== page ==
Yesterday, Doug Ford performed as predicted. He questioned a fundamental principle of Canadian democracy -- that we are a nation of laws, not men. Carissma Mathen writes in The Globe And Mail:
Ontario’s plan to invoke the notwithstanding clause – inserted into the Charter as part of final negotiations, and rarely used – was bound to be controversial. One might expect Section 33 to be used to respond to, or prevent, court decisions that imperil public safety (say, that strike down serious criminal offences) or wreak havoc to government’s finances. To use Section 33 then to maintain a preferred size of a city council is completely out of proportion – like using a drone strike to deal with a boisterous block party.
The problem is with how the Premier described his decision. He said the use of the notwithstanding clause was justified because of his political mandate. He said he was elected – and Justice Belobaba was merely appointed. The idea that governments might see their legislative goals struck down by a single judge was, he said, “scary.” Indeed, Premier Ford said he is prepared to use the notwithstanding clause again – leaving the clear impression that it will be his preferred response to any judicial setbacks.
There is so much wrong here one barely knows where to begin. First, while the Premier is correct that judges in Canada are not elected, he seems indifferent to the reasons why. We appoint judges and grant them security of tenure to preserve their impartiality and protect them from political reprisal. Indeed, it is the very nature of the judicial role that makes appointment rather than direct election necessary.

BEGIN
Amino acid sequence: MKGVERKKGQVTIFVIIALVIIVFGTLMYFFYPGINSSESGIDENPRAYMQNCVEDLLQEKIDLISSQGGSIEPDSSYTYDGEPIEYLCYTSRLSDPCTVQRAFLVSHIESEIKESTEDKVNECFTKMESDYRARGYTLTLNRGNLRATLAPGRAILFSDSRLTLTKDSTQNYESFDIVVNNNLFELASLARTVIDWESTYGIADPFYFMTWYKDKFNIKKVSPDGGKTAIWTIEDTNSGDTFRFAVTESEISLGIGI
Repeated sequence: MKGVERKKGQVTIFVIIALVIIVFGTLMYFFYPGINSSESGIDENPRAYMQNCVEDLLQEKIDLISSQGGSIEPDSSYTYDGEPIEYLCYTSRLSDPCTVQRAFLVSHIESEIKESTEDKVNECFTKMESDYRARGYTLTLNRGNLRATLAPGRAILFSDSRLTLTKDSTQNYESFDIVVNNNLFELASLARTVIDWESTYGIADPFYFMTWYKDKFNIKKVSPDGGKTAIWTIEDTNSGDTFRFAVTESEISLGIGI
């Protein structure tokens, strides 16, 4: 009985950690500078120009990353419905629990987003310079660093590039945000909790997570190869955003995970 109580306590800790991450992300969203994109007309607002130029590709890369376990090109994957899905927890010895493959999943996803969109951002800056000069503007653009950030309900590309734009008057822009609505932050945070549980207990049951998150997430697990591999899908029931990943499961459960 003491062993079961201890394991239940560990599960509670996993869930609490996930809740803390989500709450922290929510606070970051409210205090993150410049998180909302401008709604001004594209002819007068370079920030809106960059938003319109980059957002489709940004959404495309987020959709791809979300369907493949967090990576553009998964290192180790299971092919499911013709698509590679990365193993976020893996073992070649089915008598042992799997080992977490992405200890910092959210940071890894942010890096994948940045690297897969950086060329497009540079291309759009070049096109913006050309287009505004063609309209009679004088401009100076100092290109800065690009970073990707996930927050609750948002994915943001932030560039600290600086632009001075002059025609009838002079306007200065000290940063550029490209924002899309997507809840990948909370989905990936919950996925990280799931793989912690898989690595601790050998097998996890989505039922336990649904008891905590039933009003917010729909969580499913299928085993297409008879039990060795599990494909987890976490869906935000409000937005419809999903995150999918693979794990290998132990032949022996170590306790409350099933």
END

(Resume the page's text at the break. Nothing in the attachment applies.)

More fundamentally, the Premier seems to think his mandate entitles him to do whatever he pleases and any opposition is illegitimate. He suggests there is something wrong with judges overriding democratic decisions – even when those decisions are found to violate the Constitution. To be sure, many governments have expressed frustration with court decisions. But it is virtually unheard of for a Canadian political leader to appear to question the idea that we are a nation of laws.
And that is precisely the point. Ford has no idea of how the law works. Worse still, he has no respect for the law. Most importantly, he received no mandate to reduce the size of Toronto's Council. He never mentioned the plan during the election. And, as far as his claim that he is the people's premier, it's clear he can't do basic math:
Mr. Ford says he was elected by 2.3 million people. But Ontario has over 13 million residents, all of whom are protected by the Constitution and all of whom deserve political leaders who understand what that means.
There is room for a serious discussion of the notwithstanding clause. The Premier’s comments fall dramatically short of that. They indicate an intention to rule by fiat and to attack the safeguards built into our system to prevent such rule. Eventually, the Premier will discover that his power is not limitless. The notwithstanding clause itself only applies to a few of the Charter’s provisions. But in the interim, he risks enormous damage to the fragile political trust, between the legislative, executive and judicial branches, that makes our system possible.
With his brother Rob, Doug created chaos when he was on Toronto City Council. He'll do the same for Ontario. If his caucus supports his decision, they are as unfit to govern as he is.